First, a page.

Assisted seismic history matching of the Nelson Field: managing large numbers of unknowns by divide and conquer

Karl Dunbar Stephen, Alireza Kazemi, Farzaneh Sedighi Dehkordi

    Research output: Contribution to conferencePaper


    Automatic history matching may be used to condition reservoir simulation models by including time-lapse seismic data. Stochastic optimization algorithms are used to ensure a good search of the parameter space to ensure proper determination of the best models. These approaches can require many thousands of simulations for large dimensional problems. Divide and conquer is an assisted history matching approach that enables deconvolution of the parameters so that they can be searched more efficiently and also leads to better uncertainty analysis.

    We present an application of this approach on the Nelson field. Nine years of production history data are used along with baseline and monitor surveys. Localised variations were made to permeability and net:gross. The reservoir was divided into separate parameter regions by combining experimental design and proxy model analysis. The former enabled insignificant parameters to be discarded while the latter showed that each region could be treated as a separate history matching sub-problem. Each sub-problem was then solved simultaneously using an adapted stochastic genetic algorithm.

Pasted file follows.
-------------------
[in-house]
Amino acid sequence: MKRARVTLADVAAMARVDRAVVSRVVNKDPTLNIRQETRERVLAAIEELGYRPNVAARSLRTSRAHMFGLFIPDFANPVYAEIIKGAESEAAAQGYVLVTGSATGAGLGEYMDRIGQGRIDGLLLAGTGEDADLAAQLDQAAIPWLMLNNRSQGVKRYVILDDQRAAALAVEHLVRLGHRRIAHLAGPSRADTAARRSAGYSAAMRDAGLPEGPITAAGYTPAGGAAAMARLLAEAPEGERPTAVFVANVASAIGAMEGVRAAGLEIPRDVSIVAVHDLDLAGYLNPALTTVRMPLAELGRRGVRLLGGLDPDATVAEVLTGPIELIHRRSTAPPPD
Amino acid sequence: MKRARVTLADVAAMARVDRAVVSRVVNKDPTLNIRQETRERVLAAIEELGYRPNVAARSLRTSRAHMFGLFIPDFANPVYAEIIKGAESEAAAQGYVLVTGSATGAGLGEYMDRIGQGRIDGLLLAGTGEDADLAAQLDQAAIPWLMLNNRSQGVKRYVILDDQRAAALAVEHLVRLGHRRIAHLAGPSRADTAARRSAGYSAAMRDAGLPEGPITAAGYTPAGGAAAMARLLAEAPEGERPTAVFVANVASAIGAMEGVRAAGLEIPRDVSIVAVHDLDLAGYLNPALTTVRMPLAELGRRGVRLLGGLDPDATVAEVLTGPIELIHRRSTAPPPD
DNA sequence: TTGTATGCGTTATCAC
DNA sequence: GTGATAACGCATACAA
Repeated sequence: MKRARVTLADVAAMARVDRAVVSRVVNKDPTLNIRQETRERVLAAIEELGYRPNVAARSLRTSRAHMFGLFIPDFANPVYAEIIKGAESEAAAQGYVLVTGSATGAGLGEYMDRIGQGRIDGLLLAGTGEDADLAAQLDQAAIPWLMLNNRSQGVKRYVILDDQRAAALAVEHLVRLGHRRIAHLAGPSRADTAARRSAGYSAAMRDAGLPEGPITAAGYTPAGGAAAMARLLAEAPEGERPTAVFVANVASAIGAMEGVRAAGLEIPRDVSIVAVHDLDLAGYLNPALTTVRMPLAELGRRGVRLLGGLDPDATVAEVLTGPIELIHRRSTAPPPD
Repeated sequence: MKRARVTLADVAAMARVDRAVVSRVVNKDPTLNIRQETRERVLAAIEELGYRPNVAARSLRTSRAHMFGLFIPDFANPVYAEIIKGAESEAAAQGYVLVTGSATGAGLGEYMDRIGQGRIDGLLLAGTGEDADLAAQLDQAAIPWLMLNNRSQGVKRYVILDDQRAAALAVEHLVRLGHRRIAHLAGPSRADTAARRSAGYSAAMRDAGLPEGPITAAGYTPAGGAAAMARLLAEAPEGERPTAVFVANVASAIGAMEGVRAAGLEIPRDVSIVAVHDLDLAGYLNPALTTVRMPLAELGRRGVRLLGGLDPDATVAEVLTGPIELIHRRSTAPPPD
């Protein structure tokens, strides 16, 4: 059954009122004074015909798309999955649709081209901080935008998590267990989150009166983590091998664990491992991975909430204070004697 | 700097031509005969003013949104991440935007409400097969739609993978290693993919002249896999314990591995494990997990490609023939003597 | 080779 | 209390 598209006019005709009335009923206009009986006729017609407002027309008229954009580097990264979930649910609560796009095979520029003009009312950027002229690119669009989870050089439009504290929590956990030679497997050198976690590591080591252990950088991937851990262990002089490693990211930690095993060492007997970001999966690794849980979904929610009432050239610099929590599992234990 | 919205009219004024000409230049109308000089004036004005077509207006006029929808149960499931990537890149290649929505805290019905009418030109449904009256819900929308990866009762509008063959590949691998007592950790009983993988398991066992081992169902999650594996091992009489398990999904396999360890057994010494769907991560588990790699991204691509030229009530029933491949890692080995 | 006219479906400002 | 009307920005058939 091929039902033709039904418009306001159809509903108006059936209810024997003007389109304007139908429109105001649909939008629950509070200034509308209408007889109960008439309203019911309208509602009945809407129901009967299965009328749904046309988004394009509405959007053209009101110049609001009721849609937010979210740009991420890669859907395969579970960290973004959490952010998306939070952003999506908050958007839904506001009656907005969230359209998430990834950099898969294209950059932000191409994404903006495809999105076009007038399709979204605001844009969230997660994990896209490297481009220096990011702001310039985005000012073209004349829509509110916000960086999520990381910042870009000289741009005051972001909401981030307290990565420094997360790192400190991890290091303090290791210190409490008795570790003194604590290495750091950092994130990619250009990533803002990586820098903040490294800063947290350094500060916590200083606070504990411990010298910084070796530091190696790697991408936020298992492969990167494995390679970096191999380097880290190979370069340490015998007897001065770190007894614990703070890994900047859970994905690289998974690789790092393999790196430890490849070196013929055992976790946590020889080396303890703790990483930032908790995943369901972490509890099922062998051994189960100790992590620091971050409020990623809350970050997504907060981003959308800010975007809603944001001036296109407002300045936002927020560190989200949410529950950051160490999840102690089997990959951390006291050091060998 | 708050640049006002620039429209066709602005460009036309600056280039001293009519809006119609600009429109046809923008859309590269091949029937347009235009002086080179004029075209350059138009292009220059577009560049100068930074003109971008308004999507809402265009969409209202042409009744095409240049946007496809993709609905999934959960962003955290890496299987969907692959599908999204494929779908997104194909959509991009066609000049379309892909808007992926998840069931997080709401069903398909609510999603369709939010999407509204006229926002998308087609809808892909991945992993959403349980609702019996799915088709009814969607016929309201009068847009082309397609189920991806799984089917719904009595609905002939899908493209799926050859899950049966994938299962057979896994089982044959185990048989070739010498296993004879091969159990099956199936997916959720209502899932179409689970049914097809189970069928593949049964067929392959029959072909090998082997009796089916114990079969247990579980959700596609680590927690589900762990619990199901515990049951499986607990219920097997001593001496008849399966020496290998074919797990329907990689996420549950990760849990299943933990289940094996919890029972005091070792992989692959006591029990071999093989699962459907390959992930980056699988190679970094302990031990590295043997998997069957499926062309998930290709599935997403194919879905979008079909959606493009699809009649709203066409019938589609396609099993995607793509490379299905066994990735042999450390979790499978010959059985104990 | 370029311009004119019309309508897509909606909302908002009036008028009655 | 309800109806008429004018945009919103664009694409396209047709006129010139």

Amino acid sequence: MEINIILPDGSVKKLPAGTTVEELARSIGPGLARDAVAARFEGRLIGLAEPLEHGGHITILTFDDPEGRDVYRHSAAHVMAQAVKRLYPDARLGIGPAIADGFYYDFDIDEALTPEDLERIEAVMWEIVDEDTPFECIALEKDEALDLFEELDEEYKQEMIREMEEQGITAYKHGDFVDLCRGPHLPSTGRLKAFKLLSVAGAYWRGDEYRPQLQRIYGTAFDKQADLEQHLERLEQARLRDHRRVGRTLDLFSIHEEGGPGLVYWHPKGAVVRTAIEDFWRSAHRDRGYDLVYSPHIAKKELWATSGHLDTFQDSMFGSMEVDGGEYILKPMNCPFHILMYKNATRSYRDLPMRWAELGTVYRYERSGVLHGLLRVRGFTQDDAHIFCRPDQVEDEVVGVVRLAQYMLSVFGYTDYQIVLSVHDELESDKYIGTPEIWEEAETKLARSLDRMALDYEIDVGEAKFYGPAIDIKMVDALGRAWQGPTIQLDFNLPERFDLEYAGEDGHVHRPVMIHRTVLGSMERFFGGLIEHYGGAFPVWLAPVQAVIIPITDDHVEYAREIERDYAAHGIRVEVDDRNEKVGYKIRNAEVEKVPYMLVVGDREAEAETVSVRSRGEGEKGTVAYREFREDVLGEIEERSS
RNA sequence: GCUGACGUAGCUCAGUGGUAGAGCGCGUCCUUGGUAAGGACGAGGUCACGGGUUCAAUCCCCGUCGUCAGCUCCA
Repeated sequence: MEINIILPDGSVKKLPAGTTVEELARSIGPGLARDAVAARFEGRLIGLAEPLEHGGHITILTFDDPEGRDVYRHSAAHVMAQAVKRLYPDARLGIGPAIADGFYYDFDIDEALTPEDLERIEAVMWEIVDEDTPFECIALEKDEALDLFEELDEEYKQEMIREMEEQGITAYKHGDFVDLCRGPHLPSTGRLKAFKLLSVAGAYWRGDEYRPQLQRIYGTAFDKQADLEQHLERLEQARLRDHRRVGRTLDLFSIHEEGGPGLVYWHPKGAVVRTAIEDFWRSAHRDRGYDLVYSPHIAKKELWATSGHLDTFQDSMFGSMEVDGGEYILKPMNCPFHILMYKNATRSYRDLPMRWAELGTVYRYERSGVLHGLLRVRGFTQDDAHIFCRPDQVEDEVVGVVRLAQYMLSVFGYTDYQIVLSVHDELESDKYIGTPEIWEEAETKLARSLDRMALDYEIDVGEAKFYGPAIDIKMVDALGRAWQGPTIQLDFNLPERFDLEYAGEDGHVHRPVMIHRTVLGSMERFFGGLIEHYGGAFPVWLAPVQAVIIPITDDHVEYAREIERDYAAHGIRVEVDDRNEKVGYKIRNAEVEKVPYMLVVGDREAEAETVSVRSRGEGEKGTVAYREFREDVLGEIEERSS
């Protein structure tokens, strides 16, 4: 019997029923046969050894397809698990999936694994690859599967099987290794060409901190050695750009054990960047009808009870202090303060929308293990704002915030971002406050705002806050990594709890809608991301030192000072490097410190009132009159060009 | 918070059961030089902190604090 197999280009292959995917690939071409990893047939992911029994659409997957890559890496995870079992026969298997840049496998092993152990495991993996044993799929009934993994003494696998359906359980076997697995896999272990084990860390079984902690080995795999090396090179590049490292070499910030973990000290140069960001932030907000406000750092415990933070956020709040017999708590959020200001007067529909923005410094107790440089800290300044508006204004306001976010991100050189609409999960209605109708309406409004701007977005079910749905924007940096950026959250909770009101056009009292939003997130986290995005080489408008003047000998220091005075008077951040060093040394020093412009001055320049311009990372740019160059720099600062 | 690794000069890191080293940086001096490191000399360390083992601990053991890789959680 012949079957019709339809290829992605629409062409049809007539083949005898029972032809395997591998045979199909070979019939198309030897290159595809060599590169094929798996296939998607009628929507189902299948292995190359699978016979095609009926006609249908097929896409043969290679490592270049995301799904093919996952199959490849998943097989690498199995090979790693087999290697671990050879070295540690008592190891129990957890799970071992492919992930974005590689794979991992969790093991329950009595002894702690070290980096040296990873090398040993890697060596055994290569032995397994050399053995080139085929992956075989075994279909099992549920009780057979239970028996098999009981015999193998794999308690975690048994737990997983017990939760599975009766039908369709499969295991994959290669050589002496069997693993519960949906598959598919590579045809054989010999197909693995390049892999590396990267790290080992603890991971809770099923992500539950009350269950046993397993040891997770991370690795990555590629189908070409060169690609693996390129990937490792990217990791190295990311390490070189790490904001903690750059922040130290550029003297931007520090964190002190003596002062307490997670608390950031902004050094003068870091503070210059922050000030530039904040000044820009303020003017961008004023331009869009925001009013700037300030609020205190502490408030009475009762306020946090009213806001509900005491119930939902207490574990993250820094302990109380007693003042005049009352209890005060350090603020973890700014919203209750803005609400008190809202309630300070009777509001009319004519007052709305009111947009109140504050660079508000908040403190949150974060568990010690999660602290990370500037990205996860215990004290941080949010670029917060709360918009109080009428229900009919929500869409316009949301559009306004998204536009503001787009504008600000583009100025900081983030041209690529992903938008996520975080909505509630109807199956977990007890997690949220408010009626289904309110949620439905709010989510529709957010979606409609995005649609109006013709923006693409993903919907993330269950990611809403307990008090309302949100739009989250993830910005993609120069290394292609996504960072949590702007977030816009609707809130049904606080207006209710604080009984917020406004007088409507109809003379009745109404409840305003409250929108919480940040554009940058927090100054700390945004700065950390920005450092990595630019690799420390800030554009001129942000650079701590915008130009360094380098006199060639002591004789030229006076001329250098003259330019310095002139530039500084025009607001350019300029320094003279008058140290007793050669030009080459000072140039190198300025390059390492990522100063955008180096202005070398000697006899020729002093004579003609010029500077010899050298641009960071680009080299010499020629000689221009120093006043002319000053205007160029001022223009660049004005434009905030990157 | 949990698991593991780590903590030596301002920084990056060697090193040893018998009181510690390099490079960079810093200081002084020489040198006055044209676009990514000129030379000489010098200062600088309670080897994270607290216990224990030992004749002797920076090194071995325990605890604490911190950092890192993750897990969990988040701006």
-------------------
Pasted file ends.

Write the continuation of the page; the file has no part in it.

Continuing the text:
The results showed that a forty-two dimensional problem could be reduced to a combination of three 9D problems and a 3D problem due to the spatial deconvolution of parameters and misfits. An improved match was obtained for the production and seismic data. Compared to a full stochastic search of the parameter space, the number of models was several orders of magnitude smaller. Further, improved uncertainly analysis was made possible resulting in better understanding of the future behaviour of the reservoir.

    An improved match to reservoir models leads to better confidence in their prediction and thus they can be used more effectively in reservoir management. The method presented here to improve the match retains the benefits of stochastic searching without the penalty of requiring an impractical number of simulations.
    Original languageEnglish
    Number of pages10
    Publication statusPublished - Jun 2012
    EventSPE Europec/EAGE Annual Conference - Copenhagen, Denmark
    Duration: 4 Jun 20127 Jun 2012


    ConferenceSPE Europec/EAGE Annual Conference


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